• Yeah, after Google starts bragging about how much more open they are than Apple here's the tweet [twitter.com] they BETTER back it up. For the last year, the latest Android code hasn't been any more open than iOS.
        • Huh? Google was supposed to release source code for Android? Pretty sure that counts as extra.

          Nope, sorry, it's pretty much an obligation considering where Google got most of that code, never mind most of the code that currently earns them billions of dollars. To put it in perspective, think about the large amount of self inflicted damage Google would sustain if it declared today that Android would henceforth be entirely closed like meOS.

          Anything: here's my thankyou. Not a really, really big thankyou because some of the posturing that went on in the leadup was just plain annoying. But thankyou all t

    • Re:Good to see... (Score:5, Informative)

      by errandum (2014454) on Monday November 14, 2011 @08:52PM (#38055104)

      Actually, it isn't missing in action. The ICS source tree includes the honeycomb code, even though it isn't tagged... So, technically, it's there.

    • Re:Good to see... (Score:5, Informative)

      by bemymonkey (1244086) on Tuesday November 15, 2011 @02:30AM (#38056784)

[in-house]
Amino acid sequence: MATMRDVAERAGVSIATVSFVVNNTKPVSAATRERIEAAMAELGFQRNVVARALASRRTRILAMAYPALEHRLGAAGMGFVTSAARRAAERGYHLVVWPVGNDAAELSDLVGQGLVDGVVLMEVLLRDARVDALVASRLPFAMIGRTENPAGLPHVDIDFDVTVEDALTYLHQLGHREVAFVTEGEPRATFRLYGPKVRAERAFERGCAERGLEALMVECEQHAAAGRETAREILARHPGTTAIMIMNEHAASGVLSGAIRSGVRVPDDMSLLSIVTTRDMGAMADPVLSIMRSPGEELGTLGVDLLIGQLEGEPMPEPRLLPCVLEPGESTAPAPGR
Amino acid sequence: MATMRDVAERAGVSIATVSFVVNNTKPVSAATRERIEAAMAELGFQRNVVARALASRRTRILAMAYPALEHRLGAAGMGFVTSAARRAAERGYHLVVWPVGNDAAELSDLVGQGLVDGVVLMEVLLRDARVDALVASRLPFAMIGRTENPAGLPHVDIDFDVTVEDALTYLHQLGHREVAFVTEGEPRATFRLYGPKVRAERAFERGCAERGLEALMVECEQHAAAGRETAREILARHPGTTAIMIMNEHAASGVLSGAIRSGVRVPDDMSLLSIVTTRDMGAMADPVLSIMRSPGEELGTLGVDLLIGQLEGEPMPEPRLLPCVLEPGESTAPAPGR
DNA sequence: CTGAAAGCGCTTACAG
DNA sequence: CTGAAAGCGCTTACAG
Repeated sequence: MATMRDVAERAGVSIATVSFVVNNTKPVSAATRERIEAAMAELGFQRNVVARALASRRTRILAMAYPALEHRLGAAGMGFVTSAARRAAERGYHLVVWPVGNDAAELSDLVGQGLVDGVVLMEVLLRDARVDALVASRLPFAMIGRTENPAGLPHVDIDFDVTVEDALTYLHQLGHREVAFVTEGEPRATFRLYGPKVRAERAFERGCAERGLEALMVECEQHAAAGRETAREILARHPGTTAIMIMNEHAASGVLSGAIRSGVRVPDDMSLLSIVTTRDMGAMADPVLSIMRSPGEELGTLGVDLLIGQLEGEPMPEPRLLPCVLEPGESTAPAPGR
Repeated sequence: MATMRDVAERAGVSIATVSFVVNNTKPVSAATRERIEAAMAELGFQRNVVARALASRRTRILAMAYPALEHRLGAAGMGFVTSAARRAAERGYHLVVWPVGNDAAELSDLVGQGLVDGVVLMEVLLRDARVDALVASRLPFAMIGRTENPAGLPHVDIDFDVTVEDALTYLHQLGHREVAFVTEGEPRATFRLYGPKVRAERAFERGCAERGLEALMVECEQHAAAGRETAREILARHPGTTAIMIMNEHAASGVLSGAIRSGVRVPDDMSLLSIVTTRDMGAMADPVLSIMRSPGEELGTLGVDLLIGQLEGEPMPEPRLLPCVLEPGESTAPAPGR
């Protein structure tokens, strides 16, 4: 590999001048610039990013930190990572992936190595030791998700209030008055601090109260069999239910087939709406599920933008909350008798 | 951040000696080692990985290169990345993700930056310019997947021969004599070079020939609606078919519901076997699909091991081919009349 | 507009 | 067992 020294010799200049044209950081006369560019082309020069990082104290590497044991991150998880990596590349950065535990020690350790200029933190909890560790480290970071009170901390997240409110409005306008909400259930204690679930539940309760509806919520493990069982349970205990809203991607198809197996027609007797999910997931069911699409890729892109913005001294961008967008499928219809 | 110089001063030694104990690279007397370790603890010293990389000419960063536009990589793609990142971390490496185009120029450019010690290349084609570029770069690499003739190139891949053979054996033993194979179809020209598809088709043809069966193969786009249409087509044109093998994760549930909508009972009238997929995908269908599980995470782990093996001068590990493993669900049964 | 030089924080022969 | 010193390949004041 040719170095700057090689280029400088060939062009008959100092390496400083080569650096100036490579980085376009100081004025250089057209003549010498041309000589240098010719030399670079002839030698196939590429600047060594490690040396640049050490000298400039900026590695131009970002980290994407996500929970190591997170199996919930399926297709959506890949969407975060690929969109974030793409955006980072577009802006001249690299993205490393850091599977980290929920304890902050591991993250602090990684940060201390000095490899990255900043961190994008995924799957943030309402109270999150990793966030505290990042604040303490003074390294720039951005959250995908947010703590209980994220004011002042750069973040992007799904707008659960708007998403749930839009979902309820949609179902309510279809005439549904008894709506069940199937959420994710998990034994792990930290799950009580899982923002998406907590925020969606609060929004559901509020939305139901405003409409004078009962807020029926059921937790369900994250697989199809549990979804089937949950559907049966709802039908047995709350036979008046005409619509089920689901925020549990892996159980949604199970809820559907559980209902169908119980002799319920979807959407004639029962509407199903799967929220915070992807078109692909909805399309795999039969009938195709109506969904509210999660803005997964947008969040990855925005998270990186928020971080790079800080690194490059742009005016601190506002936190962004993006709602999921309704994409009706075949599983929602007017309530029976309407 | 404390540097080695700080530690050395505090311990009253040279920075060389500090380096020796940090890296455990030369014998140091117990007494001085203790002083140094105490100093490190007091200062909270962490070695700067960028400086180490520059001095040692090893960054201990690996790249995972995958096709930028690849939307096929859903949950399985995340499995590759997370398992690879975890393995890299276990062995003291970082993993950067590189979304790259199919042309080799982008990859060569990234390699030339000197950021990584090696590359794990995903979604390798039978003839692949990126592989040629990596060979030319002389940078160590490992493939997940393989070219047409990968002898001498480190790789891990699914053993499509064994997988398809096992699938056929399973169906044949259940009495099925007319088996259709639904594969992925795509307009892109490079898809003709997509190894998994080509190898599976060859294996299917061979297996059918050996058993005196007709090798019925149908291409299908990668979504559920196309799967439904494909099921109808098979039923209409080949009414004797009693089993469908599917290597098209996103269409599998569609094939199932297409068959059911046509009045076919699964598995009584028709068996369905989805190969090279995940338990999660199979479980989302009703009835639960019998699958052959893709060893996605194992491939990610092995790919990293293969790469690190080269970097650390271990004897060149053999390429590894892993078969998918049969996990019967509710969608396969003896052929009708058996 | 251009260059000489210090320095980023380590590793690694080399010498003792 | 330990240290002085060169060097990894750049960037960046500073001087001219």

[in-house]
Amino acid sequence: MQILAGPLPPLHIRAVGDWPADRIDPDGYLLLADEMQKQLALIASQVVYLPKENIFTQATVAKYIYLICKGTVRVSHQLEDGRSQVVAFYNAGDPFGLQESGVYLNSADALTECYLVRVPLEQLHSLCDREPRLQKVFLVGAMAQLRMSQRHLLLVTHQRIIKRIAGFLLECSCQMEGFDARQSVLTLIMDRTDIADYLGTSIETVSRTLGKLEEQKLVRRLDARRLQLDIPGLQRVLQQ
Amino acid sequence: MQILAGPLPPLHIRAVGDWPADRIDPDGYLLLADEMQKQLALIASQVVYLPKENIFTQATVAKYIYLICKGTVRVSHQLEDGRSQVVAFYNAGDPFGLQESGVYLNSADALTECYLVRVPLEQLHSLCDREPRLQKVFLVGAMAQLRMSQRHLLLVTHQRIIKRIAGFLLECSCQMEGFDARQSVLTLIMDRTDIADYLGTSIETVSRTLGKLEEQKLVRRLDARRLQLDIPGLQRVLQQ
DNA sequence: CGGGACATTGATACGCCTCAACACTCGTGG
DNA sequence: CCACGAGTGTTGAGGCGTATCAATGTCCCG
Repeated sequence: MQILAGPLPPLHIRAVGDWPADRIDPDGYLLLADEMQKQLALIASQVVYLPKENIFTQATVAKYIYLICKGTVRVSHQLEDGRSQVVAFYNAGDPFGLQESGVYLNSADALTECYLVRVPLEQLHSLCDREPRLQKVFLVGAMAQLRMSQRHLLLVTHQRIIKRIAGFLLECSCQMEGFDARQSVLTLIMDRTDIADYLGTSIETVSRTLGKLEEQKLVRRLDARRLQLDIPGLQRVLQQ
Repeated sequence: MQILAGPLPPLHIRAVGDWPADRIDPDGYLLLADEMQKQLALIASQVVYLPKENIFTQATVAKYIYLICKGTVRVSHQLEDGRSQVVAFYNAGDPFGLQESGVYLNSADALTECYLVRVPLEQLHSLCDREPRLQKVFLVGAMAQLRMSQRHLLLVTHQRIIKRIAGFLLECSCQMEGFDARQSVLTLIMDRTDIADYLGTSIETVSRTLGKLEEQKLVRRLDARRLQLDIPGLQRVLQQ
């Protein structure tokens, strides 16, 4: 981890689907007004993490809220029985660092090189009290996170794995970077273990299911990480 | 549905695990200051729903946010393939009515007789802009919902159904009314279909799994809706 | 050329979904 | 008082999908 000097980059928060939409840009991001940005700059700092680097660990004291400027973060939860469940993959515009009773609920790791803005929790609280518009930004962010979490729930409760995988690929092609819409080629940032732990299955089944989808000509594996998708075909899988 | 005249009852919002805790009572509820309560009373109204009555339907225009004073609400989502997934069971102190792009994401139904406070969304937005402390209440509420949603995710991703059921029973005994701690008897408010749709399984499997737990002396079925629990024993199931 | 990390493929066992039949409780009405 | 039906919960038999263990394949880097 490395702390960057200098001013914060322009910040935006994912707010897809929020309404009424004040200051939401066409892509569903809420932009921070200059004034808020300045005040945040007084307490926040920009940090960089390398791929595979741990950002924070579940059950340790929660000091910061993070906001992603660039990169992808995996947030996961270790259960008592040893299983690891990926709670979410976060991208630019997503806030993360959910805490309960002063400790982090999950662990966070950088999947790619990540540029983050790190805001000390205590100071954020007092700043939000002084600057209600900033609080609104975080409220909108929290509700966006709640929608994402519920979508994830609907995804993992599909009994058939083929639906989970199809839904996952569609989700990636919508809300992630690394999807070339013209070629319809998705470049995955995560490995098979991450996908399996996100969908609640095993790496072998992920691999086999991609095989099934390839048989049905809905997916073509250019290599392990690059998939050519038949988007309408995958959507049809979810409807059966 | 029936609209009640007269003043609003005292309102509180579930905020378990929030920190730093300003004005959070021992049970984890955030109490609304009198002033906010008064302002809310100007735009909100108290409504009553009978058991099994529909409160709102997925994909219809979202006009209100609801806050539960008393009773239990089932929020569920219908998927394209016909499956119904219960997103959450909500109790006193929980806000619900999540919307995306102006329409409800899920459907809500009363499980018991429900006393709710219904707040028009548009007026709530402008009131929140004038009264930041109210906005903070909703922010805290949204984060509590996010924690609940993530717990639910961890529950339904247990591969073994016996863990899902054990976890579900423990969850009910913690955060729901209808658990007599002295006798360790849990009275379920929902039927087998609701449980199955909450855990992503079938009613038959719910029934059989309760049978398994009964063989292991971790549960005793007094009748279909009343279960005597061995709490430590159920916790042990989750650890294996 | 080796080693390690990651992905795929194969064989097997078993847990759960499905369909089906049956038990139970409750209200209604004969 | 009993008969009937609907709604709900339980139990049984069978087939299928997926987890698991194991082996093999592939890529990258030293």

Were you really worried that Google wouldn't release Ice Cream Sandwich's source code because they didn't release Honeycomb's? The reasons for holding back HC were openly stated and quite equitable... Could you have imagined the chaos resulting from people trying to hack a tablet-only OS into their smartphone with half the phone functionality, and everything that makes the form factor work, missing completely?

      Also: Ice Cream Sandwich practically *is* Honeycomb, but ready for public release due to being suitable for phone AND tablet form factors...

  • by exomondo (1725132) on Monday November 14, 2011 @07:34PM (#38054594)
    Hopefully that means we will see ICS ported to other devices in the near future, it should be interesting to see how it performs on older devices.
    Good to see that ICS is an open source version of Android after the closed-source Honeycomb created that possibility (however unlikely) of other Android versions following suit.
    • however unlikely

      You must be new here. Google, the epitome of evil and all that is bad and hypocritical, will never release the ICS source, mark my words! *two weeks later* Those bastards released the source two weeks late! Light the torches!

  • by mjwx (966435) on Monday November 14, 2011 @07:36PM (#38054604)
    Well here it is,

    Just like Google promised, they were quite open about why they didnt release the Honeycomb source (not that it stopped ROM cookers) and that the changes in 3.x would be released in 4.0.

    It's nice that a large company actually adheres to its word.

    Now how long before CyanogenMod 9 is released.